.The US government has tended to deal in one dimensional stereotypes and a partisan and self interested foreign policy when dealing with Russia, and their approach that has tended to based on double standards , has been counter productive to make their case for sanctions.

  • Report this Comment On June 01, 2014, at 7:31 AM, fpl1954 wrote:

    I would be surprised if the two issues are related. The Russia oil industry has expanded beyond what they can support internally and they need outside help to maximize returns. The oil field isn't like selling hamburgers. You don't just order another truckload of frozen patties. Much of the equipment used in oil drilling is highly specialized, constantly improving, and there is always more demand than supply. Likewise the personnel who run this equipment aren't burger flippers with a 20 minute training program. The oil field has long been an international industry, and as world demand for oil continues to increase, resources must flow to current needs for us to have a chance to keep up supply. Meanwhile, we need everyone involved in solar and wind to do what they can to replace as much oil demand as possible, or oil prices will go through the roof.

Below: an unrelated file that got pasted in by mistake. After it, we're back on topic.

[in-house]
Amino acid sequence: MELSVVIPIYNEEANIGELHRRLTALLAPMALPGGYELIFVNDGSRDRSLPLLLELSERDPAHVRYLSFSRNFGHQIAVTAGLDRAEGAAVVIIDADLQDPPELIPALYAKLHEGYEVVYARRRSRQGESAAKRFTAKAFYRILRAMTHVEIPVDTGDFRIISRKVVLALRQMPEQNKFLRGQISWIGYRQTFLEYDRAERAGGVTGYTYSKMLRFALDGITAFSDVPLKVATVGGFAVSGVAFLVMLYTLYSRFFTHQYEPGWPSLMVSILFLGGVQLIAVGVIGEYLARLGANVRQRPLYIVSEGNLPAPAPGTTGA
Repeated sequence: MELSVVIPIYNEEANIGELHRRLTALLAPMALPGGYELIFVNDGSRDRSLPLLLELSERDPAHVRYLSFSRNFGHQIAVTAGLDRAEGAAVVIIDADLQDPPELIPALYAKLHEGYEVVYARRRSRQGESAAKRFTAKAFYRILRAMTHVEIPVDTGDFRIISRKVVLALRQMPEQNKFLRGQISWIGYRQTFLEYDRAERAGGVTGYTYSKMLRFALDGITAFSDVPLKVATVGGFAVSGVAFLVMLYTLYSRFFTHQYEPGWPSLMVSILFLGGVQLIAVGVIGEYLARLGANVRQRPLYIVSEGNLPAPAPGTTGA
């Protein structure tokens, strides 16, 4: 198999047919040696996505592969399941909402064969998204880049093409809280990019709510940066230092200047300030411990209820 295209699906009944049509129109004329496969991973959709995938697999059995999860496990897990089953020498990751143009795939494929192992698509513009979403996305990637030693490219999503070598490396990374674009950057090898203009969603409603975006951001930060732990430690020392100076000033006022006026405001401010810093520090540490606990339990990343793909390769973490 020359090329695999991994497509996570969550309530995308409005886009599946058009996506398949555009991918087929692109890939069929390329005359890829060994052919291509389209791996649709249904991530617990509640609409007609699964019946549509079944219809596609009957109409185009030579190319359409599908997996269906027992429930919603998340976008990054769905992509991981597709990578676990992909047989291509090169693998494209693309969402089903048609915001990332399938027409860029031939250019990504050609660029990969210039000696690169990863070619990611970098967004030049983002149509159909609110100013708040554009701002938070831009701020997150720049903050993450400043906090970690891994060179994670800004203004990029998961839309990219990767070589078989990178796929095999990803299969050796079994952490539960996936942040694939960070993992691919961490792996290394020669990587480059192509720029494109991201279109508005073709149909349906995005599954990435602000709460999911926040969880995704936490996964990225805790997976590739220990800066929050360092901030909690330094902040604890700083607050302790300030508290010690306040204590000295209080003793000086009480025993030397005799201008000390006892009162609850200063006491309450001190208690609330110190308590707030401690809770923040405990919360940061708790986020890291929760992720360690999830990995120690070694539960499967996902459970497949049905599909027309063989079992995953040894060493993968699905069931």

• Report this Comment On June 01, 2014, at 8:03 AM, FTownBryan wrote:

    Tyler, I believe the intent of Rosneft is to acquire a 50% stake in NADL, not SDRL. A big difference.

  • Report this Comment On June 01, 2014, at 8:03 AM, bobusoroh wrote:

    When will sanction be equated to terrorism?

  • Report this Comment On June 01, 2014, at 10:06 AM, LMA wrote:

    We should get off our high horse and stop pesting bear. So Putin don't want our virsion of democracy so what. His people like him, let it be. He would make a great ally to US...and he did for past few years, till we mess it up. How that benefits us now? Now we writting drama articles, "tentacles" my ass. He did great by his country, and we didn't.

  • Report this Comment On June 01, 2014, at 10:10 AM, VirginIslandMan wrote: